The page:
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What do I do with him?

Discussion in 'Behaviour' started by chriszwinter1, May 21, 2012.

  1. chriszwinter1

    chriszwinter1 New commenter

    Perhaps the HT needs to intervene with the parent. You should not be fighting this battle alone, if at all.
  2. Is his mum doing the work with him though?
  3. re

    re New commenter

    Get your head to explain to mum that he would not be kept in at break if he did the work at the allotted time - in other words, being kept in at break is partially punishment for misbehaviour.

    Is mum doing the work with him or for him?
  4. Does he have a specific learning difficulty which affects his confidence? Have you tried to find a reason for his lack of effort? Perhaps he finds it more difficult than others to write. Is he dyslexic? How is his reading? There could be other reasons for his lack of cooperation. He is only year 3 - still a young child. Perhaps you need to think about this a little more.
  5. re

    re New commenter

    A young child who needs to learn to obey instructions otherwise he is going to be in conflict with authority throughout his life.He can do the work, but chooses not to and is backed up by his mum.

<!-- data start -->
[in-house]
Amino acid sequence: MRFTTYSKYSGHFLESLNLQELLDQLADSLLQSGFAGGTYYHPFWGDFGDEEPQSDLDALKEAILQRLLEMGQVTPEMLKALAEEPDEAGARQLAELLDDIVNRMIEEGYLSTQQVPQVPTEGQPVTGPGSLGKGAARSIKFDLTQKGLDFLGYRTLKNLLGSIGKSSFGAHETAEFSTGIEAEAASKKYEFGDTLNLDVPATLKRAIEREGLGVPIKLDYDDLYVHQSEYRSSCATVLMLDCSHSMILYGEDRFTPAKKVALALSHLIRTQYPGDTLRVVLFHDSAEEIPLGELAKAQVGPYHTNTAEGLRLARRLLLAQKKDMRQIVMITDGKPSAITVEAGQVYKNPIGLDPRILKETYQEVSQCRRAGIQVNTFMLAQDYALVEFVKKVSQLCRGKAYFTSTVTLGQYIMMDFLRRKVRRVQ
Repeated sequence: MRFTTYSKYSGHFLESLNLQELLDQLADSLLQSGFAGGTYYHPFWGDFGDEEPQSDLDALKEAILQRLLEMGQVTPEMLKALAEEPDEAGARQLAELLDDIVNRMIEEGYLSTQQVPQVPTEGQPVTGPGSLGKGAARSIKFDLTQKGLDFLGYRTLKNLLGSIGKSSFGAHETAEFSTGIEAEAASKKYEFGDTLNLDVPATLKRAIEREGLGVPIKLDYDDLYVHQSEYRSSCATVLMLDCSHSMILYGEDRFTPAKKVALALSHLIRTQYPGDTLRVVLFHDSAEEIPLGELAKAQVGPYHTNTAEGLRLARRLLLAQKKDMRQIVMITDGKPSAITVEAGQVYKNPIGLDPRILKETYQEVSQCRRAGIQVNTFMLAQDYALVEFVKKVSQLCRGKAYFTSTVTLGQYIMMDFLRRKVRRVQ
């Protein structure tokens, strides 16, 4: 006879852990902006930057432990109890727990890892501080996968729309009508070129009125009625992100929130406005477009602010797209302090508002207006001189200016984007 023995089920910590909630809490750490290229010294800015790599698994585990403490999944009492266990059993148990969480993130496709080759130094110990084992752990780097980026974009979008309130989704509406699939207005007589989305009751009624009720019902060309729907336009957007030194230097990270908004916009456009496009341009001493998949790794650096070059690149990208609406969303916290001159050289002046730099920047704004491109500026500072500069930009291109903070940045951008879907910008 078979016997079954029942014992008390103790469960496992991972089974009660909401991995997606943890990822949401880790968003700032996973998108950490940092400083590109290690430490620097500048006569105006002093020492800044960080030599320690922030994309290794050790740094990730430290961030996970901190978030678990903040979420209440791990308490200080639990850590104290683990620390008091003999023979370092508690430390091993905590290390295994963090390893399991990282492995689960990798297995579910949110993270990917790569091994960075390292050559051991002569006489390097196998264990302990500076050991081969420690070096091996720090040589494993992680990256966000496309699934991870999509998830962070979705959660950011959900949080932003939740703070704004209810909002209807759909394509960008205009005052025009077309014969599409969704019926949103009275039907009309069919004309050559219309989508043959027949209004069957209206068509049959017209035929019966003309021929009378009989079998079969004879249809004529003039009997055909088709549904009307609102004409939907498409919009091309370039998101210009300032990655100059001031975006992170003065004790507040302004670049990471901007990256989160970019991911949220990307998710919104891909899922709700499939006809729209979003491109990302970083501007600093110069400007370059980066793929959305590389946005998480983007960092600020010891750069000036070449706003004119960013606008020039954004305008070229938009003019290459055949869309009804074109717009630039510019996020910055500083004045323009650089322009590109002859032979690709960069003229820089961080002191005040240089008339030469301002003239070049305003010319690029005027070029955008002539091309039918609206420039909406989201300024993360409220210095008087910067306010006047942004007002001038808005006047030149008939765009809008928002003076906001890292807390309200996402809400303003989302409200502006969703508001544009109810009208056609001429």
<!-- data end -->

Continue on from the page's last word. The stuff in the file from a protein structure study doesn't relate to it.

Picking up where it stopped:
6. But is he in conflict with other instructions or just those to do with work? You haven't mentioned other aspects of his behaviour.
  7. foxtail3

    foxtail3 Star commenter

    Do you know whether he was expected to work independentlybefore he came to you. Is he on the Code of Practice at any stage. If so, he's entitled to a certain amount of support, but not someone with him all the time. Could the TA explain the task again to him after your input and then let him know how much is expected of him in 5 minutes. A timer often works. The important thing is for you or the TA to return after the 5 minutes and check. If he hasn't done what you've asked, he says in for 5 minutes to do it. You've made your expectations clear, you've followed through with a consequence and he hasn't lost all his play, so mum will find it difficult to complain.
    If he still refuses to do anything and downs tools the minute an adult leaves, is there any mileage in creating an independent work area for him in the classroom (if space etc allow.) With reduced distraction opportunities, he might have a go. A visual timetable just for him could help as well.
  8. Is he tired? have you met with the parentsd to discuss other strategies/ have you tried an incentive or reward chart with him for when he does comply?
    Sopunds like your playtime strategy isn't working (and isn't likely to while it doesn't also have the backing of home) and you (and parents, and smt etc) need to come up with something else, together which you can all buy into. I second the timer idea above as well.

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